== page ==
Thanks to: Baldwin Piano Concert & Artist Division, and Gordon Keller Music, for providing the Baldwin concert grand used in the recordings at The Spencerville Seventh Day Adventist Church. • Mark Willey and The Spencerville Seventh Day Adventist Church of Silver Spring, MD, for providing the recording space. • The Montgomery County Council of the Arts for their FY98-99 grant, which allowed me to pursue this project.


Recording Engineer: Edward John Kelly


Producers: Lori Laitman and Lauren Wagner


Cover Photo: Eileen Colton


Cover Design:Bates Miyamoto




For my husband, Bruce Rosenblum — for everything; for my children James, Diana and Andrew — for their love and understanding; for Lauren Wagner, who initially set me on the path of art song composition and who served as co-producer of this CD; for my former composition professor, Frank Lewin, whose unstinting guidance and valuable insights helped me to grow as a composer; for Robert S. Goldfarb, for his valuable assistance; for my parents, Josephine and Milton Laitman, who gave me the gift of music; for my wonderful artists; and for all my other family members and friends, without whose love and support this project would not have come to fruition.






Selections from


The Metropolitan Tower and Other Songs (1991-92)


(text from poems by Sara Teasdale)


Lauren Wagner, soprano • Frederick Weldy, piano


1 The Metropolitan Tower (1:52)


2 The Strong House (1:40)


3 The Hour (1:54)


4 To A Loose Woman (1:14)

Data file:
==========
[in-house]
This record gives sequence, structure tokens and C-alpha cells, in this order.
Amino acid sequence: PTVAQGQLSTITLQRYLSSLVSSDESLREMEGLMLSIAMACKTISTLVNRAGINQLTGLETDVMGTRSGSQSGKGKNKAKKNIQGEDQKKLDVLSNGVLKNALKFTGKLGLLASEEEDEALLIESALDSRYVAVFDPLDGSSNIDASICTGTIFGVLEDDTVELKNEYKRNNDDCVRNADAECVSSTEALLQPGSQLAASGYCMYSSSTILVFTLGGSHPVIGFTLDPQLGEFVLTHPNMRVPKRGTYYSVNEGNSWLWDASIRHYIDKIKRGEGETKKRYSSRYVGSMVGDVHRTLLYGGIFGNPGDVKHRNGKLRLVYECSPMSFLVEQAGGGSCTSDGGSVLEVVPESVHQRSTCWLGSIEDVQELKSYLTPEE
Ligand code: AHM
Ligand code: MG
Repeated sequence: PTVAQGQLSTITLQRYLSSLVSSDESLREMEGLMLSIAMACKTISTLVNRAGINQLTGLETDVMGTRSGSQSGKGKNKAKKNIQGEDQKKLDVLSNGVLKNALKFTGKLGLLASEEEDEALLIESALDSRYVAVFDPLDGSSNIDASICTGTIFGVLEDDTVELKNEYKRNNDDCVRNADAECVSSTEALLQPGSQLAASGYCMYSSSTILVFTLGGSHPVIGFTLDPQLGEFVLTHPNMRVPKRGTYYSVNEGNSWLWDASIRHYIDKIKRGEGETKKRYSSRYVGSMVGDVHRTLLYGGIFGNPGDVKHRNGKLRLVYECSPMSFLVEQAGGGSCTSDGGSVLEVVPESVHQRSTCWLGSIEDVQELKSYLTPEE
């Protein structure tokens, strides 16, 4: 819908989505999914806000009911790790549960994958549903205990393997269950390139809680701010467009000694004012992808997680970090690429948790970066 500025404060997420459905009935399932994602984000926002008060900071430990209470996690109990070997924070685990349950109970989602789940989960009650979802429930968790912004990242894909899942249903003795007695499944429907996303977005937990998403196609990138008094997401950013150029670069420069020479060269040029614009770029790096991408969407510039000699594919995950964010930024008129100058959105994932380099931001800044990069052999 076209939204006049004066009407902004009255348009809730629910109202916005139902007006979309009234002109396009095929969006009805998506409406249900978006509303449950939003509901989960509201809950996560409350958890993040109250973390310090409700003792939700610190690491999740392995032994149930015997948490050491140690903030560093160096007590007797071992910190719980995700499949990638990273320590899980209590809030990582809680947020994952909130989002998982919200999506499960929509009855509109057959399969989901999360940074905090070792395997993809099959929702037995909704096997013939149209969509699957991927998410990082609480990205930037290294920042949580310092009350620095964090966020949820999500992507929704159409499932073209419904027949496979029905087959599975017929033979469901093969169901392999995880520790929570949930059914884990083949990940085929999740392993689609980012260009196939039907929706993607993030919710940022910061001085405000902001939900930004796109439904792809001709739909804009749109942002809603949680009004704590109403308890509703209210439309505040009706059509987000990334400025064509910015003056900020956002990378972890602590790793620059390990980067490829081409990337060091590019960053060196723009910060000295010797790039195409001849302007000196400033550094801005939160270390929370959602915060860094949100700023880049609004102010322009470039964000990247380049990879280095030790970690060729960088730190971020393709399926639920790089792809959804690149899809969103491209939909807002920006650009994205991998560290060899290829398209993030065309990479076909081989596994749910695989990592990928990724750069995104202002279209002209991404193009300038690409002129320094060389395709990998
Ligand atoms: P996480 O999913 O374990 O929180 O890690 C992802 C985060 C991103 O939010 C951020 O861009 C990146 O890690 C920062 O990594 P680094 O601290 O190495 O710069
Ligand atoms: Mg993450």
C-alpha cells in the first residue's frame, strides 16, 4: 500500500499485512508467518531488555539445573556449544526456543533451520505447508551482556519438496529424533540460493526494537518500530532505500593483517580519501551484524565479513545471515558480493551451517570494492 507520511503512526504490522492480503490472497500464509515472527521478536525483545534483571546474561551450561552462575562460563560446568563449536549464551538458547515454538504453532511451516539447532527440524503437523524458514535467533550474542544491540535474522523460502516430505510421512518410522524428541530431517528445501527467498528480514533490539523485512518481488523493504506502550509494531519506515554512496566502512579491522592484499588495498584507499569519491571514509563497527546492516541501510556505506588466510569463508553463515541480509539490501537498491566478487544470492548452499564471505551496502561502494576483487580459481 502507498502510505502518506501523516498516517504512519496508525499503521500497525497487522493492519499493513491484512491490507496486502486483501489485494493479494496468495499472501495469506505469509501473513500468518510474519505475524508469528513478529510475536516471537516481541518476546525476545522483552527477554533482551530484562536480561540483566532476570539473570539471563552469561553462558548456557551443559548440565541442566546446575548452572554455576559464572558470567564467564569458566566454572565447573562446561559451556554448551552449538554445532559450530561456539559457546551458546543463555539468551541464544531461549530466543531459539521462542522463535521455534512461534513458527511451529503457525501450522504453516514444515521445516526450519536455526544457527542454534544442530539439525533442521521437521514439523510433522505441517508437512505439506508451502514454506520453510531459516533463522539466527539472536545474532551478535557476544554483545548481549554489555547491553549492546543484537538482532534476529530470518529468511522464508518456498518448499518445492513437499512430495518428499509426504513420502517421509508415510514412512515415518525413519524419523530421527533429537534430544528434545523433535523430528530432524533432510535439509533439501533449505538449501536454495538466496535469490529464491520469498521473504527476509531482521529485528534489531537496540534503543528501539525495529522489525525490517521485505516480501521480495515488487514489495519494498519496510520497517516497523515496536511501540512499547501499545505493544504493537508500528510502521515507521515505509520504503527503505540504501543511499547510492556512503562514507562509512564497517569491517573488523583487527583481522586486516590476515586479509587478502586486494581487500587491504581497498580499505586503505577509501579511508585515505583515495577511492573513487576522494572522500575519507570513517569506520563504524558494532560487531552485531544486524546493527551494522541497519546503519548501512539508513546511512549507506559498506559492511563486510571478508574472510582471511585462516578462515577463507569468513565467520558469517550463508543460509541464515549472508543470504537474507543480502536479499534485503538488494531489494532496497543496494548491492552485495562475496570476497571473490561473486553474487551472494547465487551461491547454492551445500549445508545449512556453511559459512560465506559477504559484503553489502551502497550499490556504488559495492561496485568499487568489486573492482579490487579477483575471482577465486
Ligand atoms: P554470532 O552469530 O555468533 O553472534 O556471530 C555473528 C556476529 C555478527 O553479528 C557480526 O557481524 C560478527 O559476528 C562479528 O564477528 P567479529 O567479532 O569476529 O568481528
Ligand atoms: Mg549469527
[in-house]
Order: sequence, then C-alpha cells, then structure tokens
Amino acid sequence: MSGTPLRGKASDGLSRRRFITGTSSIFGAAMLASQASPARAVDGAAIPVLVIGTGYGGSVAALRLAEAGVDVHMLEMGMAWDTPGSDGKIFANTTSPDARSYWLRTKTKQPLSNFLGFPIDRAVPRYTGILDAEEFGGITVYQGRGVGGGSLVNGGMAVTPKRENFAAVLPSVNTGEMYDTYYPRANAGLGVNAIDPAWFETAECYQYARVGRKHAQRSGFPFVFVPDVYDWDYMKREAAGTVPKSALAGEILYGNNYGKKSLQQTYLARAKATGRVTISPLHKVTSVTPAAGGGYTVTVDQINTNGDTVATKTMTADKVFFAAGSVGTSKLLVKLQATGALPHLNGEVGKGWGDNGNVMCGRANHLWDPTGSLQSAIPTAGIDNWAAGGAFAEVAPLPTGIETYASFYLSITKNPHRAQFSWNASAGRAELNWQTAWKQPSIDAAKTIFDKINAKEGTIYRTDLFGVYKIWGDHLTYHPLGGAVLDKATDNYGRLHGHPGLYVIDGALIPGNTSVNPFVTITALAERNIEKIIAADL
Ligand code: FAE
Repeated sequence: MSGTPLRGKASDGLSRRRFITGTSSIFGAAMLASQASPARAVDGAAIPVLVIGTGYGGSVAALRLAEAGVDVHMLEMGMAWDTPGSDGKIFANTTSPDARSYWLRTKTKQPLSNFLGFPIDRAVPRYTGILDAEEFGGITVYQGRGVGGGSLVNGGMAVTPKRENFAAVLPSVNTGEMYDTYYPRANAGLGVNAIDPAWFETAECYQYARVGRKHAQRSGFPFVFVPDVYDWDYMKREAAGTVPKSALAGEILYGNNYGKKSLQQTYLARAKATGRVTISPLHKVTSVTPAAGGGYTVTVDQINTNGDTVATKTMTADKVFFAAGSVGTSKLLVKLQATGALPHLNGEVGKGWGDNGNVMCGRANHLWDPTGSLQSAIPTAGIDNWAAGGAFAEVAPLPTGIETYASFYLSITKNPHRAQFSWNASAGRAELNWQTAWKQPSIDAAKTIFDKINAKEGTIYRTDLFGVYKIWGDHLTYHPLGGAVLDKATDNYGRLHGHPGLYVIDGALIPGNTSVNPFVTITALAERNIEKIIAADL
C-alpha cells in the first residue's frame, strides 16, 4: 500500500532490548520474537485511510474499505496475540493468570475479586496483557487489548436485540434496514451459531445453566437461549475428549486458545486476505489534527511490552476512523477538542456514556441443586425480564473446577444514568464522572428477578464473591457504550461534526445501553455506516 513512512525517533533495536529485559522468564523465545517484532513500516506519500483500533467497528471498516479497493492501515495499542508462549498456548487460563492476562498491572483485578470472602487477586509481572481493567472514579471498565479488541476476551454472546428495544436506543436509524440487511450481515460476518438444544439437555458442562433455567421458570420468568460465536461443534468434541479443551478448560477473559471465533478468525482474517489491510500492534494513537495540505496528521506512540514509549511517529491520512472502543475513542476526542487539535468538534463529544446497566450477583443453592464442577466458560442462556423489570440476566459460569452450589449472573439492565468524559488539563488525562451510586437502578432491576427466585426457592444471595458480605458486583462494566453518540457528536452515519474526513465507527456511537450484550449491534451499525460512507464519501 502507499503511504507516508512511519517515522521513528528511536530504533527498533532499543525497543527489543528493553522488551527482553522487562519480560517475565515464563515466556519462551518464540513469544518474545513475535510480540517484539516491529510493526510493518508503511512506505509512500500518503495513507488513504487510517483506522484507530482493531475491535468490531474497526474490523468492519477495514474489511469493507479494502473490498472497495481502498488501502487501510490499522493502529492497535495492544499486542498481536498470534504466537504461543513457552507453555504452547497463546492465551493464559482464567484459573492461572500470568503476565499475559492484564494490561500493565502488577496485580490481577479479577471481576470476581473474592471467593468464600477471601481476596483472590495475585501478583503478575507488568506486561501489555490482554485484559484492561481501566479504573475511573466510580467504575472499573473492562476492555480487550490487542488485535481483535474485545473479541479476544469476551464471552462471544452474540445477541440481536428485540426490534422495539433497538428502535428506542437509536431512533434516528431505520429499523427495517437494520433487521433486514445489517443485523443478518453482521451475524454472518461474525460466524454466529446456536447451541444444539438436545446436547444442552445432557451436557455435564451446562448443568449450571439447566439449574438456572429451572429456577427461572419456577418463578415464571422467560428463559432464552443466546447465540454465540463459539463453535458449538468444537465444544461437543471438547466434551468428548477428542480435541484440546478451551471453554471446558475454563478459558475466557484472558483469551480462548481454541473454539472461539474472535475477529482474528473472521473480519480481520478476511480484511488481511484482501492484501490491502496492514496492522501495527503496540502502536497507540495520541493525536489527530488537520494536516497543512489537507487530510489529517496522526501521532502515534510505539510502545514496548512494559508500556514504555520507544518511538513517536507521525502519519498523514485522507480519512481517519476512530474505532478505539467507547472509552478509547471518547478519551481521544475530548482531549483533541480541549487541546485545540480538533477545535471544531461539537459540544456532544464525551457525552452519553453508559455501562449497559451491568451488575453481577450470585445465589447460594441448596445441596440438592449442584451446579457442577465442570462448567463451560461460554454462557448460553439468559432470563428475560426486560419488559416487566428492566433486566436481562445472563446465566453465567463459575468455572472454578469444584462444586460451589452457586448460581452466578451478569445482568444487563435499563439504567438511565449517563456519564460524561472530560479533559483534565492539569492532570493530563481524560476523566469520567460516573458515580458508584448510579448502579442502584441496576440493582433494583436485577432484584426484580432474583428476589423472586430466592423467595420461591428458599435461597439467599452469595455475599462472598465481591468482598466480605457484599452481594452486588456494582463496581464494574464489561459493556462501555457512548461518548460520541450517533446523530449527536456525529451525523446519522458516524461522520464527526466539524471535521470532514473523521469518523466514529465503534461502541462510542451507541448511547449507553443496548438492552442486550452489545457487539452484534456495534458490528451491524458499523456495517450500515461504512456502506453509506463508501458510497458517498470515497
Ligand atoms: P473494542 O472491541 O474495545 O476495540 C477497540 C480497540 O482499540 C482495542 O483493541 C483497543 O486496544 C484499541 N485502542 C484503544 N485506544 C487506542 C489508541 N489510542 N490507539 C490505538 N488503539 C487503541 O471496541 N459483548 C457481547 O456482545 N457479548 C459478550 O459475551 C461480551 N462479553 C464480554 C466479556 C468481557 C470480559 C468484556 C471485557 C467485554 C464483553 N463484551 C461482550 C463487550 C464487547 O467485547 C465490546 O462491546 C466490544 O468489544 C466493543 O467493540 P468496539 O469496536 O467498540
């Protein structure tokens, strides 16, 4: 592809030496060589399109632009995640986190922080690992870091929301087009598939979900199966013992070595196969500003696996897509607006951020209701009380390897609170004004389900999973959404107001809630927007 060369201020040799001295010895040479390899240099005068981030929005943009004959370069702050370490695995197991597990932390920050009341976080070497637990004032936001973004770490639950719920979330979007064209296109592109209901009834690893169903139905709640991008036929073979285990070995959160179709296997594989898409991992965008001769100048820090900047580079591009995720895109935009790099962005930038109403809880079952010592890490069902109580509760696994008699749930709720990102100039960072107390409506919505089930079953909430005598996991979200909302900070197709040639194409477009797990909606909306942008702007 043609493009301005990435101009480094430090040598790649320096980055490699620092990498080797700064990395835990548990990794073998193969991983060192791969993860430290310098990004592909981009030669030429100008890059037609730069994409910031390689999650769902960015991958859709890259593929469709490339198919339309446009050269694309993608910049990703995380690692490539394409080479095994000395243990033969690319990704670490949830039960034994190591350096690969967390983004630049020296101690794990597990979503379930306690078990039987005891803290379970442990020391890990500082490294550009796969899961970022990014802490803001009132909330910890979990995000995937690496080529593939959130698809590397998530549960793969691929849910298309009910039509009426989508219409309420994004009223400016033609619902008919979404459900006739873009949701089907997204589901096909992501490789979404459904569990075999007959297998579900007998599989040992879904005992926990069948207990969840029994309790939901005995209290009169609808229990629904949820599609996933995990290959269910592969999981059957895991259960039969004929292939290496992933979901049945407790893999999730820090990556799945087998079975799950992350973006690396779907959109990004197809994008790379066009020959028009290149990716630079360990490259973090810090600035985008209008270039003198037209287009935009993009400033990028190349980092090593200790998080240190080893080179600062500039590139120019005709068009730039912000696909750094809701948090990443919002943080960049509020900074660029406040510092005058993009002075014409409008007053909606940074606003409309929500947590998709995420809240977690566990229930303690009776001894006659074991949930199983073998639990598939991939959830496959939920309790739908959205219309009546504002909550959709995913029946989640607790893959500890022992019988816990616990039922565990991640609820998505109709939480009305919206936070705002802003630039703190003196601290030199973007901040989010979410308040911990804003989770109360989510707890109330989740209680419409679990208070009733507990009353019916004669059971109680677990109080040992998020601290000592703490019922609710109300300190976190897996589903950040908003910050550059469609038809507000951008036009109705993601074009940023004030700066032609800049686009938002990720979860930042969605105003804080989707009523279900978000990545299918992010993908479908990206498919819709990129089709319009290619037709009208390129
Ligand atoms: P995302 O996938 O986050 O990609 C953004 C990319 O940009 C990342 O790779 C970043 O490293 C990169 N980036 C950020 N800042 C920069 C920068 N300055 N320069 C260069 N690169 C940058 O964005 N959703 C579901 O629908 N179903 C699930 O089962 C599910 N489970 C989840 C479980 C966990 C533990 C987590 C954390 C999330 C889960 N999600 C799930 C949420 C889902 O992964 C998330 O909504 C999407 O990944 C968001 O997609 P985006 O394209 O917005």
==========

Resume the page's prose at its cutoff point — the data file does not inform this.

Mystery (1997-98)


(text from poems by Sara Teasdale)


William Sharp, baritone • Lori Laitman, piano


5 Nightfall (2:14)


6 Spray (1:35)


7 The Kiss (1:16)


8 The Mystery (1:50)


9 The Rose (3:08)


The Love Poems of Marichiko (1993, rev. 1994)


(text from poems by Kenneth Rexroth)


Phyllis Bryn-Julson, soprano • Thomas Kraines, cello


10 I Sit at my desk (1:23)


11 If I thought... (1:49)


12 Oh the Anguish (2:37)


13 You Ask Me (1:35)


14 Autumn (2:03)


15 Just Us (2:08)


16 Echo (1995) (3:27)


(text from a poem by Christina Rossetti)


17 The Ballad Singer (1995) (2:06)


(text from a poem by Thomas Hardy)


William Sharp, baritone • Lori Laitman, piano


I Never Saw Another Butterfly (1995-96)


(texts from poems by children killed in the Holocaust)


Lauren Wagner, soprano • Gary Louie, saxophone


18 The Butterfly (Pavel Friedmann) (4:10)


19 Yes, That's the Way Things Are (Koleba) (1:47)


20 Birdsong (Anonymous) (2:34)


21 The Garden (Franta Bass) (2:06)


22 Man Proposes, God Disposes (Koleba) (:48)


23 The Old House (Franta Bass) (2:55)


Days and Nights (1994-95)


Phyllis Bryn-Julson, soprano • Seth Knopp, piano


24 Along With Me (Robert Browning) (2:30)


25 They Might Not Need Me (Emily Dickinson) (2:10)


26 The Night Has A Thousand Eyes (Francis Bourdillon) (1:35)


27 Over The Fence (Emily Dickinson) (1:47)


28 Song (Christina Rossetti) (2:11)


29 Wild Nights (Emily Dickinson) (2:20)




Total Time = 63:16